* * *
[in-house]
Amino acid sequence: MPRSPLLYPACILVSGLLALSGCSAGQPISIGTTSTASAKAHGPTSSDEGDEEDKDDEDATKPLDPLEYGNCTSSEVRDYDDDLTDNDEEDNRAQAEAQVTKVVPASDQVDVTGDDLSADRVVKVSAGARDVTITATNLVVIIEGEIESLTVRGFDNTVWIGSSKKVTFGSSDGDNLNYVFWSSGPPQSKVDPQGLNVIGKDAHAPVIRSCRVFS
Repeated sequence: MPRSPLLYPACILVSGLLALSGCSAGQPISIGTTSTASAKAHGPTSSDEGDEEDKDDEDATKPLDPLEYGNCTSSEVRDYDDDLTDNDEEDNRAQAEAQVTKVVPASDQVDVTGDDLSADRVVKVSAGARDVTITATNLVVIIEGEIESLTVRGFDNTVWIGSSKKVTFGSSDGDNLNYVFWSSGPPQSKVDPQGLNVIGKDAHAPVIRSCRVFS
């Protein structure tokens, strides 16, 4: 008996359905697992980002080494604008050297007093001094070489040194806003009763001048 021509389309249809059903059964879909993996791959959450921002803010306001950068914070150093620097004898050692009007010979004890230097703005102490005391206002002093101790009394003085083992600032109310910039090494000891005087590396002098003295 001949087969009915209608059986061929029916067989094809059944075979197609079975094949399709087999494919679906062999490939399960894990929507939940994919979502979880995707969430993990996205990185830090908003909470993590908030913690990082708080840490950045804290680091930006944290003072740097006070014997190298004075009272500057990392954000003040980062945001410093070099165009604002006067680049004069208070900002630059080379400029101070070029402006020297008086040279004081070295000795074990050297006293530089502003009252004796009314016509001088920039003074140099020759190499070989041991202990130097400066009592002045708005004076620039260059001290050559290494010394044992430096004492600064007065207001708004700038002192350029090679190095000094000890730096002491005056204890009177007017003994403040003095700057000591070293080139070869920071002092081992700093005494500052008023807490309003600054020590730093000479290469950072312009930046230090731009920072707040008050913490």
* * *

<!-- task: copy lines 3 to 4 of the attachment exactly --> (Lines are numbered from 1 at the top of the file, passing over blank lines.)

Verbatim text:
Repeated sequence: MPRSPLLYPACILVSGLLALSGCSAGQPISIGTTSTASAKAHGPTSSDEGDEEDKDDEDATKPLDPLEYGNCTSSEVRDYDDDLTDNDEEDNRAQAEAQVTKVVPASDQVDVTGDDLSADRVVKVSAGARDVTITATNLVVIIEGEIESLTVRGFDNTVWIGSSKKVTFGSSDGDNLNYVFWSSGPPQSKVDPQGLNVIGKDAHAPVIRSCRVFS
């Protein structure tokens, strides 16, 4: 008996359905697992980002080494604008050297007093001094070489040194806003009763001048 021509389309249809059903059964879909993996791959959450921002803010306001950068914070150093620097004898050692009007010979004890230097703005102490005391206002002093101790009394003085083992600032109310910039090494000891005087590396002098003295 001949087969009915209608059986061929029916067989094809059944075979197609079975094949399709087999494919679906062999490939399960894990929507939940994919979502979880995707969430993990996205990185830090908003909470993590908030913690990082708080840490950045804290680091930006944290003072740097006070014997190298004075009272500057990392954000003040980062945001410093070099165009604002006067680049004069208070900002630059080379400029101070070029402006020297008086040279004081070295000795074990050297006293530089502003009252004796009314016509001088920039003074140099020759190499070989041991202990130097400066009592002045708005004076620039260059001290050559290494010394044992430096004492600064007065207001708004700038002192350029090679190095000094000890730096002491005056204890009177007017003994403040003095700057000591070293080139070869920071002092081992700093005494500052008023807490309003600054020590730093000479290469950072312009930046230090731009920072707040008050913490």